"Hold on, hold on," she says, loading a tiny six-shooter-holding it between her thumb and forefinger, careful not to break a nail. We're squared off at the center of town, outside the feed store across from the saloon. But nobody shows up anymore. She gazes down through her bifocals-drops a bullet the size of a rice grain and curses. On her knees now looking for it. I'm standing there, waiting to draw. Twenty-three years together has not only diminished any meaningful firepower, but accompanying drum rolls as well. Finally she reloads, reholsters.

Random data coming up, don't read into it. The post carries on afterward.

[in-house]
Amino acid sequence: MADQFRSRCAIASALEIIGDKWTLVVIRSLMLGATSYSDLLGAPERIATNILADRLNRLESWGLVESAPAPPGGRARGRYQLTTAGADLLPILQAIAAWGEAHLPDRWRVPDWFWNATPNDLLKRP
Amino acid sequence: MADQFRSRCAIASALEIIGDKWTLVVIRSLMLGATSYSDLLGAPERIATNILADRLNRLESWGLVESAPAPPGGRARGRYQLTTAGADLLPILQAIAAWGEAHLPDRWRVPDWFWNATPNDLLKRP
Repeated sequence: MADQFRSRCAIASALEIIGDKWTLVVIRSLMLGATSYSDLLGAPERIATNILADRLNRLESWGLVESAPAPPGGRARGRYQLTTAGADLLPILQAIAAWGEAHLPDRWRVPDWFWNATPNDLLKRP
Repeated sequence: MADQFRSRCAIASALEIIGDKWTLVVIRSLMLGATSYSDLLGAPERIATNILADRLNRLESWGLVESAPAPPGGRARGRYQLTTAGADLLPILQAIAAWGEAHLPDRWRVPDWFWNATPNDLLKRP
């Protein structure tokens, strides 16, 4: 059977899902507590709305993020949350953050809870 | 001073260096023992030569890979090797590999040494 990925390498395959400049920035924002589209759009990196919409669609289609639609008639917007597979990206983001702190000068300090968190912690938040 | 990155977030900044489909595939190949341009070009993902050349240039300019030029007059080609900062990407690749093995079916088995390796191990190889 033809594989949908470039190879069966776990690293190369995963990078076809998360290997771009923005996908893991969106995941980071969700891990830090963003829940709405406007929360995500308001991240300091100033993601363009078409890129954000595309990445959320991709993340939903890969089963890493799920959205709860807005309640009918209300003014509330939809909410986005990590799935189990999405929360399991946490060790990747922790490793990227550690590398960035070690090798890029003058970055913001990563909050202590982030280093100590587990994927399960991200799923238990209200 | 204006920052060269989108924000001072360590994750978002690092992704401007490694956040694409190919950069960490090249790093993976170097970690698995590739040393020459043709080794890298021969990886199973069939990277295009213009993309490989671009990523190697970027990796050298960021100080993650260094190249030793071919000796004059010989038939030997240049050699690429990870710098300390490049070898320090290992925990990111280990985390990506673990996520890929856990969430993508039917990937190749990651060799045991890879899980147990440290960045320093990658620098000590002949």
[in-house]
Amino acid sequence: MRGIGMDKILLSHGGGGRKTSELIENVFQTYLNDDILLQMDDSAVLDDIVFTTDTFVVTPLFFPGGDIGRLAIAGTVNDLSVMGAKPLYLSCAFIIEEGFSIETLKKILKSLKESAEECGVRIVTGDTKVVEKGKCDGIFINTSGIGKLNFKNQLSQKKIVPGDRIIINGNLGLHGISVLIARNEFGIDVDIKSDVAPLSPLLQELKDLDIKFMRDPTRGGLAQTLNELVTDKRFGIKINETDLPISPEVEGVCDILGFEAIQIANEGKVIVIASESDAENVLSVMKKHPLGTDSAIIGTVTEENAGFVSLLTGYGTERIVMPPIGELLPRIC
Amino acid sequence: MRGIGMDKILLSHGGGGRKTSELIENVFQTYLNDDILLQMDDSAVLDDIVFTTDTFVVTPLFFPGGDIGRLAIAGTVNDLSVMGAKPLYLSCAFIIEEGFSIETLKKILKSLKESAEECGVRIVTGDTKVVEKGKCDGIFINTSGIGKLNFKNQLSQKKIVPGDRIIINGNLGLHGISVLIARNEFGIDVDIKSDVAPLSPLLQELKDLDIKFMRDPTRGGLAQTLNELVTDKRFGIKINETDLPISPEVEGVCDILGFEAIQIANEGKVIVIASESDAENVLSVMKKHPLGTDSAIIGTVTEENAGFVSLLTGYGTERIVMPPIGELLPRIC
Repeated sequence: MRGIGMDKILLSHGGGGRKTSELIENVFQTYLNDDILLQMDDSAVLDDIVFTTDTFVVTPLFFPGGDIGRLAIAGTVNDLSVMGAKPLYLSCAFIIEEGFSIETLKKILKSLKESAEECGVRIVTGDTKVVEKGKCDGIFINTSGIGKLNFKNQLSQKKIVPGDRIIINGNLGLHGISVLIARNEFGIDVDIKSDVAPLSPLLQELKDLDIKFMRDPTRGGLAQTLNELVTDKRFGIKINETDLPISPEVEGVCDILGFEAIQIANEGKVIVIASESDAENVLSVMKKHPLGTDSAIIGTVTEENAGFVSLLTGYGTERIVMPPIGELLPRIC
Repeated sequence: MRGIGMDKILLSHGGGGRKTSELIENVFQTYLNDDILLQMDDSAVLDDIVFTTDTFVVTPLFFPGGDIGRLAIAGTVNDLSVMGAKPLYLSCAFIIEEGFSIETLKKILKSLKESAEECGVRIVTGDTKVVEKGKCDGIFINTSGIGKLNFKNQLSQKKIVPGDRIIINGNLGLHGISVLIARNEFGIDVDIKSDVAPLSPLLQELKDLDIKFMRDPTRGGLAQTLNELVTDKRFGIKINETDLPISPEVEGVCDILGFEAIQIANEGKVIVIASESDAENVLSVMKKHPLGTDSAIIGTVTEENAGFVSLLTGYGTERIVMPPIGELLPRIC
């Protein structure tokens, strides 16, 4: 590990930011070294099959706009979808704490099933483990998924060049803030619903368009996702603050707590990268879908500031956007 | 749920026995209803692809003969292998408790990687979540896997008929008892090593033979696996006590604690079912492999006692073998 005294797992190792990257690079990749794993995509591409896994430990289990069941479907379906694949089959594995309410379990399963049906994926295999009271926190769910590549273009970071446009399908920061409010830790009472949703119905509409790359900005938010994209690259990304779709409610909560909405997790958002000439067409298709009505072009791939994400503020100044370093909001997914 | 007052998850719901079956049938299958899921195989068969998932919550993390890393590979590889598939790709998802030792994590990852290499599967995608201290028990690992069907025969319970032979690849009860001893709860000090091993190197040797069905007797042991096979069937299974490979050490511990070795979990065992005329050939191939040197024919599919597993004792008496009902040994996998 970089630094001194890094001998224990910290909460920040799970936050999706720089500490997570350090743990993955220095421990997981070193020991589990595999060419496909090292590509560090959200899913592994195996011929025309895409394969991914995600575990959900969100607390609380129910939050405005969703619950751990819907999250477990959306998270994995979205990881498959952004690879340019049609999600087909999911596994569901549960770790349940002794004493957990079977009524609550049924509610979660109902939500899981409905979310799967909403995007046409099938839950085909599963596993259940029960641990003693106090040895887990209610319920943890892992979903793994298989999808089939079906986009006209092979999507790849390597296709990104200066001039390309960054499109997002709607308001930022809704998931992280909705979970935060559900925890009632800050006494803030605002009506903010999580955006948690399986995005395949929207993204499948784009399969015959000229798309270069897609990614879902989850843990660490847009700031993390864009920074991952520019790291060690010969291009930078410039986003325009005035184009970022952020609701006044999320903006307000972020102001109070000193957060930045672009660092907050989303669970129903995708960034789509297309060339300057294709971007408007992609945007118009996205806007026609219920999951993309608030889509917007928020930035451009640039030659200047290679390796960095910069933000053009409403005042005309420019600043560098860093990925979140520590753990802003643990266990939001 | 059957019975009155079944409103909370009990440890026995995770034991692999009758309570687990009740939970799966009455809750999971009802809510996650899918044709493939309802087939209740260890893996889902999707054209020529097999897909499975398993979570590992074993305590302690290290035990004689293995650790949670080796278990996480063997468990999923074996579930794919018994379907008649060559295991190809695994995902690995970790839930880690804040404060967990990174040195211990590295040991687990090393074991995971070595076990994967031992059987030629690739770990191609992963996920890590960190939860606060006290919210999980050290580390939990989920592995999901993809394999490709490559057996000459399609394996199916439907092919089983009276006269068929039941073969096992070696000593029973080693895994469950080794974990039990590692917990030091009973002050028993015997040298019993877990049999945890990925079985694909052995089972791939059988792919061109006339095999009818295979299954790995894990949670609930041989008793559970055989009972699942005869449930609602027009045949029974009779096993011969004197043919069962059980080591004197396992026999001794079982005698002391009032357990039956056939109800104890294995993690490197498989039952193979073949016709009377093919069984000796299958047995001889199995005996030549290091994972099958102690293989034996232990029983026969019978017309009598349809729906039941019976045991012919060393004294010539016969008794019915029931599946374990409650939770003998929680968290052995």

"One, two..." She gets hers off first and I watch the round slowly sail toward me; a period stripped from a sentence. The small head over an "i", dropping at my feet; I don't even bother to pick up.
"How About Osaka's for dinner?" I say.
"Seems like we just went there," she replies, her spurs musical as she approaches.
"Your call," I tell her.
"Osaka is fine," she says and I can tell she's really excited. We head back to our horses.